Herodotus, The Histories (ed. A. D. Godley, 1920)
http://www.perseus.tufts.edu/cgi-bin/ptext?lookup=... English
Between Lacedaemonians and Argives
Thyrea was disputed by both the Argives and the Lacedaemonians, with battles and arbitrations (Paus. 2.38.5, 3.7.5, 10.9.12). The Lacedaemonians once gave it to the Aeginetans who had been sent away by the Athenians (Paus. 2.29.5, 2.38.5).
Perseus: Pausanias, Description of Greece, Corinth
http://www.perseus.tufts.edu/cgi-bin/ptext?lookup=... EnglishPerseus: Pausanias, Description of Greece, Laconia
http://www.perseus.tufts.edu/cgi-bin/ptext?lookup=... EnglishPerseus: Pausanias, Description of Greece, Phocis and Ozolian Locri
http://www.perseus.tufts.edu/cgi-bin/ptext?lookup=... EnglishPerseus: Pausanias, Description of Greece, Corinth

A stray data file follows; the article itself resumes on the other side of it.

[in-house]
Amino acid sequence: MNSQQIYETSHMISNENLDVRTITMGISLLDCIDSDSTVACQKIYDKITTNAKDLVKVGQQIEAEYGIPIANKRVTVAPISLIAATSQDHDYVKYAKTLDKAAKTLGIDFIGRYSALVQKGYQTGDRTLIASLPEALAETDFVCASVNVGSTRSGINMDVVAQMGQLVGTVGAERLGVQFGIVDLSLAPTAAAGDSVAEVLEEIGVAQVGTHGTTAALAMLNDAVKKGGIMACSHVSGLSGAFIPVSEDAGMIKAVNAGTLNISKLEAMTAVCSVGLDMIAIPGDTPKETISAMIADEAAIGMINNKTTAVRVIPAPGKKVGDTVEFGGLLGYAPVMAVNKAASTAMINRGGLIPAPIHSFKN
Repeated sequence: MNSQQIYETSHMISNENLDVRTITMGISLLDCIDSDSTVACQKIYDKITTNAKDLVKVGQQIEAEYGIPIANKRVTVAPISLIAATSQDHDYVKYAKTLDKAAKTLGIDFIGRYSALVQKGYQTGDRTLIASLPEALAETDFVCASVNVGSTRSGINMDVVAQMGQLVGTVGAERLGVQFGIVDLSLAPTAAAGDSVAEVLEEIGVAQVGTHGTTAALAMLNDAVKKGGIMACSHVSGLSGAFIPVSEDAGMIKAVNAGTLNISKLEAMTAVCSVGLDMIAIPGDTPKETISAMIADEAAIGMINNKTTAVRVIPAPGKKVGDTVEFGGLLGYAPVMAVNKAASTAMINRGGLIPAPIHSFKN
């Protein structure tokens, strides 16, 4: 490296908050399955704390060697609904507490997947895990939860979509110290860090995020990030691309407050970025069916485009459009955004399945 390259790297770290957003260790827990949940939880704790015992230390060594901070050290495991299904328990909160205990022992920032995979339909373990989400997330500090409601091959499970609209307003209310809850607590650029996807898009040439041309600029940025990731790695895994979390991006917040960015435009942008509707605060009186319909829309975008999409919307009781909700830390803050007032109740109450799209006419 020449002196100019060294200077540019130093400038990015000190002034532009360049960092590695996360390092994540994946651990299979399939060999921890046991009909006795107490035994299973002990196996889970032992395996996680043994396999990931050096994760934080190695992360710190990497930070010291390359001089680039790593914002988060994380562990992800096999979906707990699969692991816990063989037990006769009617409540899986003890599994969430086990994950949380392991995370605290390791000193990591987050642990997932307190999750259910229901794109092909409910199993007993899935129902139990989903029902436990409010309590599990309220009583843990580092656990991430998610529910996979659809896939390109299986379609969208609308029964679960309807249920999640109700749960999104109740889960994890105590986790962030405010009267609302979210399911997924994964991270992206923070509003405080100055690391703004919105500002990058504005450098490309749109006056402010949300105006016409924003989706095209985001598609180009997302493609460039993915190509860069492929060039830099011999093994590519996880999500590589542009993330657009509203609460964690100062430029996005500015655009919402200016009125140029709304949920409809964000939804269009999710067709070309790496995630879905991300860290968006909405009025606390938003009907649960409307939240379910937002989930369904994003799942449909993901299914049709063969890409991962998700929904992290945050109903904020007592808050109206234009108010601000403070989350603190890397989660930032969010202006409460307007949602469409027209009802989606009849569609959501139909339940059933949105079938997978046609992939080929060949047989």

http://www.perseus.tufts.edu/cgi-bin/ptext?lookup=... English

VALTETSI (Village) ARCADIA

The battle of Valtetsi, 24 April & 12 May 1821
Page of Arcadia website
http://arcadia.ceid.upatras.gr/arkadia/arcadia-his... (2 img.) Greek
 Benefactors of the place

MEGALOPOLIS (Ancient city) ARCADIA

Epaminondas
Son of Cleommis, or of Polymnis, his life, his gentle temper, at battle of Leuctra, founds Megalopolis, and Messene, puts down Lacedaemonian decemvirates, deceived by oracle, slain at battle of Mantinea, his tomb, his glory, picture of E., statues.
Epaminondas: Perseus Encyclopedia
http://www.perseus.tufts.edu/cgi-bin/ptext?doc=Per... English

PALLANTION (Ancient city) TRIPOLI

Antoninus I
Roman emperor, grants freedom to Pallantium, conquers Moors and Brigantians, his liberality, called Pius by the Romans, his gifts and building recorded by other writers.
Perseus Encyclopedia
http://www.perseus.tufts.edu/cgi-bin/ptext?doc=Per... English
 Catastrophes of the place

PRASSIES (Ancient city) LEONIDION

By the Athenians